PI Original Josh Kalven Thursday May 28th, 2009, 10:38am

Burris' Excuses Continue To Defy Reason (UPDATED)

Yesterday's interviews with Roland Burris focused largely on this question: Does the newly-released tape of him speaking to Robert Blagojevich in November 2008 amount to evidence of "pay to play"?  I'm somewhat sympathetic to Eric Zorn's interpretation: "Burris ...

Yesterday's interviews with Roland Burris focused largely on this question: Does the newly-released tape of him speaking to Robert Blagojevich in November 2008 amount to evidence of "pay to play"?  I'm somewhat sympathetic to Eric Zorn's interpretation: "Burris wasn't trying to buy the Senate seat. He was trying to stay in Gov. Blagojevich's good graces while avoiding the appearance of any conflict of interest."  But the whole discussion seems off-target. 

What's clear is this: The "pay to play" debate should have occurred before Burris was sworn in as a U.S. Senator.  But thanks to a misleading affidavit and some incomplete answers to the House impeachment committee back in January, he made his way into office.  Only then, did we get the full story (in drips and drabs, no less).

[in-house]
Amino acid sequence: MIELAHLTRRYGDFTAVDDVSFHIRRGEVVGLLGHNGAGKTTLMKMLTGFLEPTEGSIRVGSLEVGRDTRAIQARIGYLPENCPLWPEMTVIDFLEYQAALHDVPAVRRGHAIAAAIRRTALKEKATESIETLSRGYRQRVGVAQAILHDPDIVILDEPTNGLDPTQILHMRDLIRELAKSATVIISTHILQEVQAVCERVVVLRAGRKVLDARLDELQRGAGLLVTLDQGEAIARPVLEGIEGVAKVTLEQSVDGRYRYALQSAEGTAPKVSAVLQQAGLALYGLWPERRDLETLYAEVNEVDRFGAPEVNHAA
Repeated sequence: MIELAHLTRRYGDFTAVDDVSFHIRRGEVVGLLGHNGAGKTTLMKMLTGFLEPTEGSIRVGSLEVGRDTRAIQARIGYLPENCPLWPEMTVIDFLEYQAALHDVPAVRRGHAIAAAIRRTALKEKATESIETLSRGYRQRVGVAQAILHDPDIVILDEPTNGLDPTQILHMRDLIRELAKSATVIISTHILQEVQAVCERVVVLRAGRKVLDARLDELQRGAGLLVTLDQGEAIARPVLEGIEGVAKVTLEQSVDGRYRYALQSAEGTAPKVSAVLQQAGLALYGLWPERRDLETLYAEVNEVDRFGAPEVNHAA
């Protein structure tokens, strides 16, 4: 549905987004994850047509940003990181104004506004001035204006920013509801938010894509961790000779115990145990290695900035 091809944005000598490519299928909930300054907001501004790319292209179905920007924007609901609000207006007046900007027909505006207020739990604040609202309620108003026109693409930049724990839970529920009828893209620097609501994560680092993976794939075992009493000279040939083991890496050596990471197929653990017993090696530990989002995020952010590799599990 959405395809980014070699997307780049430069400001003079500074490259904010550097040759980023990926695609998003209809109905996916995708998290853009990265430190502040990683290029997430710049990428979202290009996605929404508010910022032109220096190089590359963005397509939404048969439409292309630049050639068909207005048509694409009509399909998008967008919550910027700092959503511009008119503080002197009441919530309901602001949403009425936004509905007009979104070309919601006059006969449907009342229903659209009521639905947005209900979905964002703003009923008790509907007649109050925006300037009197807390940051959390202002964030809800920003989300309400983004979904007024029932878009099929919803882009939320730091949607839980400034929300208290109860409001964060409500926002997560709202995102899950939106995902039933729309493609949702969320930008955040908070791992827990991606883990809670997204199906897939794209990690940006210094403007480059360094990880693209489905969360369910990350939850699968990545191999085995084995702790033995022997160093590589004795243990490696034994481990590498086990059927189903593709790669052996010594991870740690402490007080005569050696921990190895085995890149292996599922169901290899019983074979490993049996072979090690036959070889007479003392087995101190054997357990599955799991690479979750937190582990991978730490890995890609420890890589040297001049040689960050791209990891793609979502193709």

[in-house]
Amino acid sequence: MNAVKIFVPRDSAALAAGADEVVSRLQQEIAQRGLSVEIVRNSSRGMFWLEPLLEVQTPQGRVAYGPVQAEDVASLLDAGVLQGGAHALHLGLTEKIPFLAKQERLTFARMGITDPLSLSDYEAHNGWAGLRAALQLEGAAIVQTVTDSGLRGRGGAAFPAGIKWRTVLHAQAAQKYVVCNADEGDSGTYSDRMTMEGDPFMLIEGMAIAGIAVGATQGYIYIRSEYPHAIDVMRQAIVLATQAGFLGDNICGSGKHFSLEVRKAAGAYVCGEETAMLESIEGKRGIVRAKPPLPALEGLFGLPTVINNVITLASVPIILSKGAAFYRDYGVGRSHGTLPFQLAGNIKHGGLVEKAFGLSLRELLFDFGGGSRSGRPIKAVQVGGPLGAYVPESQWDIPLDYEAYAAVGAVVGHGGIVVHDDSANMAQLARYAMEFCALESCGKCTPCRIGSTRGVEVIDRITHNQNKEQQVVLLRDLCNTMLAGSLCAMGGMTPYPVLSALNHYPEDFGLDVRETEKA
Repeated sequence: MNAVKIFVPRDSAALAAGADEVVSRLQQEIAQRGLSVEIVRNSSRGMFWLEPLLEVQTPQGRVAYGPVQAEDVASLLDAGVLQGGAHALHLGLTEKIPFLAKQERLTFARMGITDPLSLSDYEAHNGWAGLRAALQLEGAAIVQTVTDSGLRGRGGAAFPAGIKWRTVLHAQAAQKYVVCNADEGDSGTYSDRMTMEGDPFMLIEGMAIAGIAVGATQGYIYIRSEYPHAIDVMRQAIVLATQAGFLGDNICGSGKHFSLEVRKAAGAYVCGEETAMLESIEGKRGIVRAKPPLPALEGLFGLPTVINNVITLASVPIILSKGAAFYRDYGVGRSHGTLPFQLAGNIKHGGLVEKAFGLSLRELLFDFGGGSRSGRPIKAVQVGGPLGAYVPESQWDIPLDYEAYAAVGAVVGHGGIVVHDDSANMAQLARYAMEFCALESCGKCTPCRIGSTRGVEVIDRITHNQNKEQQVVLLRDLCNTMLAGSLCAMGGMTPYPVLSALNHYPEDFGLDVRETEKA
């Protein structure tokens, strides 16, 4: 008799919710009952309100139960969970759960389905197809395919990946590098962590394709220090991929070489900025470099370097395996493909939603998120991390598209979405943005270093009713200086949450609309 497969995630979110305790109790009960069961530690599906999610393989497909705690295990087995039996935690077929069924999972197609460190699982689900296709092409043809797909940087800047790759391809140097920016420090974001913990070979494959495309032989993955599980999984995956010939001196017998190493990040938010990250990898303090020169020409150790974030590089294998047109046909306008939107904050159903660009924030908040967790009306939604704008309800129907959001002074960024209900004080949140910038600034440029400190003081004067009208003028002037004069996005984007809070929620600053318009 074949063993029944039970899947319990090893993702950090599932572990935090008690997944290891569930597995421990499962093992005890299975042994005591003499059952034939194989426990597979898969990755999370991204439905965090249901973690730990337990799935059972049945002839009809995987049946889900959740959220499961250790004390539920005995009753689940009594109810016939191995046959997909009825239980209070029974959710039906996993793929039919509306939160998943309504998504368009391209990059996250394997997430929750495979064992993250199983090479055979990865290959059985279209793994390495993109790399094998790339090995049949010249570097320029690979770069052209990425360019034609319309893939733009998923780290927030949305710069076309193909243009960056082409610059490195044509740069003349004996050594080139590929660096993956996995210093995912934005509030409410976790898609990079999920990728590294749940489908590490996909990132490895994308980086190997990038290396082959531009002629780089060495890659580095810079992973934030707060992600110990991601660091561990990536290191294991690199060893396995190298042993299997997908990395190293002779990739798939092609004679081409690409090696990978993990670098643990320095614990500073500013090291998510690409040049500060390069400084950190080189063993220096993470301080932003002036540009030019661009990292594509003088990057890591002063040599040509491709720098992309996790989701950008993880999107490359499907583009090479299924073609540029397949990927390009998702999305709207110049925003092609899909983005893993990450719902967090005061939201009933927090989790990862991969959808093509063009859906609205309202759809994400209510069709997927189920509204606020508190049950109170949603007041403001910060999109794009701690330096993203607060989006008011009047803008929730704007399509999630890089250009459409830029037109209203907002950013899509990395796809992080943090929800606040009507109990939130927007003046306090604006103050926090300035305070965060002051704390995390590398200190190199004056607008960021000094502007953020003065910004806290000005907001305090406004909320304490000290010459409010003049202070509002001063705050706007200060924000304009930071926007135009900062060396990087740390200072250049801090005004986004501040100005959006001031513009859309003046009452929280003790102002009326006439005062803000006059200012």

What's frustrating is that Burris continues to claim that both his original affidavit and testimony were perfectly appropriate.  Here he is talking to the State-Journal Register's Bernard Schoenburg yesterday (the video is cued to the relevant section):

When Jim Warren referred on MSNBC to Burris' "Antonin Scalia, strict-constructionist-like" parsing, this is what he was talking about. 

First, let's take Burris' defense of the assertion in his January 4 affidavit that, prior to being offered the seat on December 26, "there was not any contact between myself or any of my representatives with Gov. Blagojevich or any of his representatives regarding my appointment to the United States Senate."  Here's what he told Schoenburg:

"There's a major difference between who talked to me from the governor's office about the seat -- and who I was talking to about the seat. ... I was talking to the governor's people about wanting to get appointed to the seat.  The committee asked me to come talk about my appointment to the seat.  So that affidavit dealt with my appointment. The only time anybody from the governor's office talked to me about the appointment was when that lawyer showed up at my house on the 26th."

We heard this one back in mid-February and it was just as ridiculous then as it is now.  Burris is arguing here that the committee only wanted to hear about what happened between December 26th (when Burris was officially offered the seat) and December 28th (when he was officially appointed).  As the letter accompanying that original affidavit suggests, the committee's intention was to learn about the "events leading up to his appointment."  Certainly, Burris expressing interest in the Senate seat in the context of a fundraising call from the governor's brother should have qualified as such an "event."

Then there's Burris' account to Schoenburg of what happened during the January 8 testimony: